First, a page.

Second, RDA were used to explore the relationships among alpha and beta components of three diversity facets, climatic, soil, topographic and spatial variables. Since dissimilarity matrix cannot be used directly in redundancy-analysis framework, the scores of the significant axes of the principal coordinate analysis based on the Rao’s dissimilarity matrix represented the value of each diversity facets. To prevent data overfitting, all variables were subjected to forward-selection until P < 0.05 within the “packfor” package (Dray, Legendre & Blanchet, 2009). When more than one variable was retained in the final model, the independent contribution of each retained variable would be assessed. Variation partitioning analyses were conducted to further determine the relative influence of environmental and spatial factors on alpha and beta components of three diversity facets within the vegan package (Oksanen et al., 2016).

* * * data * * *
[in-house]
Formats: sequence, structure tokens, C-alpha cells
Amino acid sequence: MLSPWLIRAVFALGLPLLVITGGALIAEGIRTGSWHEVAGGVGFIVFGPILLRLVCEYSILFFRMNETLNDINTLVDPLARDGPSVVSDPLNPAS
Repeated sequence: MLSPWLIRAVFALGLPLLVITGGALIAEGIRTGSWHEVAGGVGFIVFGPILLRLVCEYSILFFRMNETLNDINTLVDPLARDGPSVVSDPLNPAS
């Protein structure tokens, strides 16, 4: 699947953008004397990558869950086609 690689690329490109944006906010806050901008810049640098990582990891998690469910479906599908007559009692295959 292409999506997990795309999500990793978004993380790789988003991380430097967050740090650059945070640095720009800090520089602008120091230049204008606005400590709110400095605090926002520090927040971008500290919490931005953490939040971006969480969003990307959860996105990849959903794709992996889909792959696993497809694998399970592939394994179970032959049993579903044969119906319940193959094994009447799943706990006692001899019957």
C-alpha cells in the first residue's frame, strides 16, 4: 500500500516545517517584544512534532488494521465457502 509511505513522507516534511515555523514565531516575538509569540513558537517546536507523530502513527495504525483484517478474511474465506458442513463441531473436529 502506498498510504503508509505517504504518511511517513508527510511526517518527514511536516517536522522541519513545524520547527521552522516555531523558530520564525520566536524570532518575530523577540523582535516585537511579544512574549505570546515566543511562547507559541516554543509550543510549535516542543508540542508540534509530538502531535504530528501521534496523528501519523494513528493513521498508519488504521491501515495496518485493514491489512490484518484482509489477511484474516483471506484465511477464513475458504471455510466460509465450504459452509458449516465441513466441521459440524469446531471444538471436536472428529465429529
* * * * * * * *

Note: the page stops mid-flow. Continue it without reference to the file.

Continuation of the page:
Results

Phylogenetic signals

Among nine functional traits, only growth form, leaf texture, fruit type, fruit ripening period and flowering onset showed significant phylogenetic signals in both Blomberg’s K and Pagel’s λ test, whereas plant height and leaf shape did not (Table 1). Nevertheless, the Pagel’s λ and Blomberg’s K values for each functional trait were less than 1, implying weak phylogenetic signals. These results suggest that evolutionary history or phylogenetic relationships may only significantly influence a part of functional traits types, and PD could not be used as a simple proxy for TD in dryland regions of China. Furthermore, we found that the length of flowering period and life history had a significant phylogenetic signals according to Pagel’s λ test, but did not in Blomberg’s K test. Indeed, both statistic values of above two traits were a bit lower than other traits that showed significant signals of Blomberg’s K and Pagel’s λ test. This inconsistency between P-value of the Pagel’s λ and Blomberg’s K test may be caused by the difference in methods of computing significance of signals.